> > > nipples. Repair or replace as necessary.
    > > >
    > > > Unfold new tube or place old tube inside tire, slightly inflate to
    push
    > it
    > > > into place, then deflate somewhat. Leave tube in tire.
    > > >
    > > > Line use valve stem with hole in rim. Partially insert stem and then
    > place
    > > 1
    > > > bread on tire/tube combo over 1 side of rim . Be sure that tire is
    > > deflated
    > > > enough, work other bead over rim with fingers. This can be done if
    you
    > > make
    > > > sure the bread is pushed toward the center of the rim channel all the
    > way
    > > > around as it is being installed. I haven't used a "tire iron" for
    > > assembly
    > > > in years.
    > > >
    > > > Check carefully for a trapped inner tube by squeezing the beads of the
    > > tire
    > > > toward the center and looking for a tube curled under both tire beads.
    > If
    > > > installed properly, the tube should not be visible when the tire side
    > are
    > > > squeezed towards the center. If found, fix it.
    > > >
    > > > Once the tire is installed, inflate to 20 lbs, then deflate to "set"
    the
    > > > tube in the tire.
    > > >
    > > > Look for a fine line molded into the tire just above the rim bead.
    > > Assuming
    > > > its a road tire, inflate to about 30 lbs, and look carefully at both
    > > sides -
    > > > the fine line should be evenly spaced away from the rim all the way
    > > around.
    > > > If not, deflate tire, and try to recenter ther tire by pulling on
    > "short"
    > > > side (where line disappears behind rim). Note that sidewall
    coloration
    > or
    > > > tread edge lines may not be symetrical - always use molded in rim
    lines
    > on
    > > > tire to judge centering.
    > > >
    > > > Inflate to working pressure. Check centering line again. Deflate and rework as necessary.
    > > >
    > > > I have had good fitting tires pop off the rim when inflated for the
    > first
    > > > time if they were not mounted reasonably well centered. After
    replacing
    > > the
    > > > tube, these same tires (properly mounted) have given good service.
    > > >
    > > >
    > > > "Lennert Thunberg" <[email protected]> wrote in message
    > > > news:[email protected]...
    > > > > >bentcruiser" <[email protected]> wrote in message
    > > > > news:[email protected]...
    > > > > > I had not yet put on my favorite touring tires (Schwalbe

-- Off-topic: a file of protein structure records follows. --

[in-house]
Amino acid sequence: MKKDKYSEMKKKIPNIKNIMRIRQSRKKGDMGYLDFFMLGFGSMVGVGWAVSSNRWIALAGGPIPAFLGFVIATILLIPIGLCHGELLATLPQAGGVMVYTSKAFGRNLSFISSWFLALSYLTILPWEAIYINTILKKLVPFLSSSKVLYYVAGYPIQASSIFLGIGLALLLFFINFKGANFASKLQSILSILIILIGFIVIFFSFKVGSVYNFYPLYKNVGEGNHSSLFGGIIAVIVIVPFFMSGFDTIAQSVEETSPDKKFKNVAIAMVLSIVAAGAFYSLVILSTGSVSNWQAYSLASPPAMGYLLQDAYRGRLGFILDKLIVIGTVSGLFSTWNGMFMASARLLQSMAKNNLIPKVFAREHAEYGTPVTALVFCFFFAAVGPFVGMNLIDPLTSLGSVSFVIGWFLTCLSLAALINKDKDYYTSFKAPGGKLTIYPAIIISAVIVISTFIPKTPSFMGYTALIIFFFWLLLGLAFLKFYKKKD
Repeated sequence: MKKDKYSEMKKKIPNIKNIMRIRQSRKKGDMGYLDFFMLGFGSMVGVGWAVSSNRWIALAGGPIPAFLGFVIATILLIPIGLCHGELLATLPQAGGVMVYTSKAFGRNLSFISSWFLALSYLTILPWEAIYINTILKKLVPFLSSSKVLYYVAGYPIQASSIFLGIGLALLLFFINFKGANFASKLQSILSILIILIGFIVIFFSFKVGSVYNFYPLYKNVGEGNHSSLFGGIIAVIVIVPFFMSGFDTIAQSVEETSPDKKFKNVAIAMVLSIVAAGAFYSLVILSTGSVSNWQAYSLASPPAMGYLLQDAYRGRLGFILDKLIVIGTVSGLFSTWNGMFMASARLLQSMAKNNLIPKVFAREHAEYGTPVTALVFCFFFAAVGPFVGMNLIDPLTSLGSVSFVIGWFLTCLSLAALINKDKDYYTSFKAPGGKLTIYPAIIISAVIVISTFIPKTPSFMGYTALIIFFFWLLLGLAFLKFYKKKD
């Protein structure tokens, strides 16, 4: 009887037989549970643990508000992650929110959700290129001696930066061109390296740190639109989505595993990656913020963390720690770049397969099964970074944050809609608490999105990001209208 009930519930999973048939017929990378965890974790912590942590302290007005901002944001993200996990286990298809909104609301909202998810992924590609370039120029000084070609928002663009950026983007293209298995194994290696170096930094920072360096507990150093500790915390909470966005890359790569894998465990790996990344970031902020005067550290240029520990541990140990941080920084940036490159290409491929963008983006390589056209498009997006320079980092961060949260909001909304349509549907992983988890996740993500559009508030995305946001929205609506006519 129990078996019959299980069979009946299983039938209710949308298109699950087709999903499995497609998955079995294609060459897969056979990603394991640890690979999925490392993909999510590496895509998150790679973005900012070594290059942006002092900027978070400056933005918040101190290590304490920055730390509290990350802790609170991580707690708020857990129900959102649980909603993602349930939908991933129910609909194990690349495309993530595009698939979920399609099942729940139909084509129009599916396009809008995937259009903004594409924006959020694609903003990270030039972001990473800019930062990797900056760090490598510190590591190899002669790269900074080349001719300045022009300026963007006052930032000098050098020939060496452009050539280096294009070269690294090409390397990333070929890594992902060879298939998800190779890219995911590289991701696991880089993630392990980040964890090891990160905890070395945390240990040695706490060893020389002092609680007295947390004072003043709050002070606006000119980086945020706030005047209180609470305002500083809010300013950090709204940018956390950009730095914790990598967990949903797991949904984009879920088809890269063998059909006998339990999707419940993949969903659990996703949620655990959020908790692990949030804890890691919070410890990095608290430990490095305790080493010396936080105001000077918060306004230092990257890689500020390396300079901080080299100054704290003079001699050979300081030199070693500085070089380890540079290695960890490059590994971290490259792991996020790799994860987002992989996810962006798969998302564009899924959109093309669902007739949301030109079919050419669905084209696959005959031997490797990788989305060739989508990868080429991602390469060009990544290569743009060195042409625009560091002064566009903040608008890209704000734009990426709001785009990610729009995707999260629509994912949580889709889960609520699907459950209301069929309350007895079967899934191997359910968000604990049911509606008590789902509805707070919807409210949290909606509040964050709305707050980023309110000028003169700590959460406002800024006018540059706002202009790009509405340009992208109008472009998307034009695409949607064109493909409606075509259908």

Marathons)
    > on
    > > > > > my Canto until yesterday. My current tubes did not fit the tires
    so
    > I
    > > > > > had to get some that did.
    > > > > >
    > > > > > I rode approximately 100 feet on the tires and the rear tire went
    > > thump,
    > > > > > thump, thump BLAM!
    > > > >
    > > > > You should be using a larger tube, but that is not what caused the
    > > > blowout.
    > > > > Your blowout was a classic case of the tire not being seated evenly
    > > around
    > > > > the rim, or the tube was pinched between the tire and the rim. One
    > part
    > > > of
    > > > > the tire bead started to protrude over the rim, allowing the tube to
    > > bulge
    > > > > out (hence the thumping of the tire or tube hitting the brake shoe).
    > > Once
    > > > > this occurs it is only seconds until the bulging part of the tube
    > > > EXPLODES.
    > > > > The one time this happened to me people came out of their houses to
    > see
    > > if
    > > > > someone was shooting.
    > > > >
    > > > > Not all tires and rims of the "correct" size mate properly. Some
    tire
    > > and
    > > > > rim combinations are of such a loose fit that "blowouts" are more
    > > likely
    > > > to
    > > > > happen. I once had to buy a different brand of rim to properly
    match
    > > the
    > > > > tire I wanted to use. The manufacturing tolerances for rims and
    tires
    > > are
    > > > > apparently pretty loose.
    > > > >
    > > > > Len
    > > > >
    > > > >
    > > > >
    > > >
    > > >
    > >
    >
     
  8. bentcruiser

    bentcruiser New Member

    Joined:
    Apr 18, 2003
    Messages:
    237
    Likes Received:
    0
    The Schwalbe has been returned. The bike shop found some flaws in the tire other than what caused the blow out. So it is being returned.

    Derek
     
  9. ChrisW

    ChrisW New Member

    Joined:
    Mar 17, 2003
    Messages:
    32
    Likes Received:
    0
    I bought myself a 26in Marathon about a week ago, and I was able to get Schwalbe tubes to fit them (26x1.25).

    This contrasts with the Stelvio it replaced, a tyre for which Schwalbe don't appear to make a tube. I got rid of the Stelvio after two pinch flats in as many days (and before anybody tells me to pump harder, I was running at the maximum recommended pressure).

    Chris

     
  10. Andy

    Andy Guest

    I just got a new wheel and the rim looks like it is very much thinner than the tire (a Tioga Comp
    Pool). I have ridden 71 miles on the tire but I am a bit nervous. My LBS had their doubts about the
    wheel/tire combination prior to installation, but now says that if it were going to blow, it would
    have by now. (Their test is to fill the tire and bounce the wheel a few times.)

    Do I have anything to worry about?

    Andy Richard
     
  11. 98gtw

    98gtw Guest

  12. Sheldon can help : http://www.sheldonbrown.com/tire_sizing.html waaay down on the page (look for
    Width Considerations).

    Regards, Torben "Andy" <[email protected]> wrote in message
    news:[email protected]...
    > I just got a new wheel and the rim looks like it is very much thinner than the tire (a Tioga Comp
    > Pool). I have ridden 71 miles on the tire but I am
    a
    > bit nervous. My LBS had their doubts about the wheel/tire combination
    prior
    > to installation, but now says that if it were going to blow, it would have by now. (Their test is
    > to fill the tire and bounce the wheel a few
    times.)
    >
    > Do I have anything to worry about?
    >
    > Andy Richard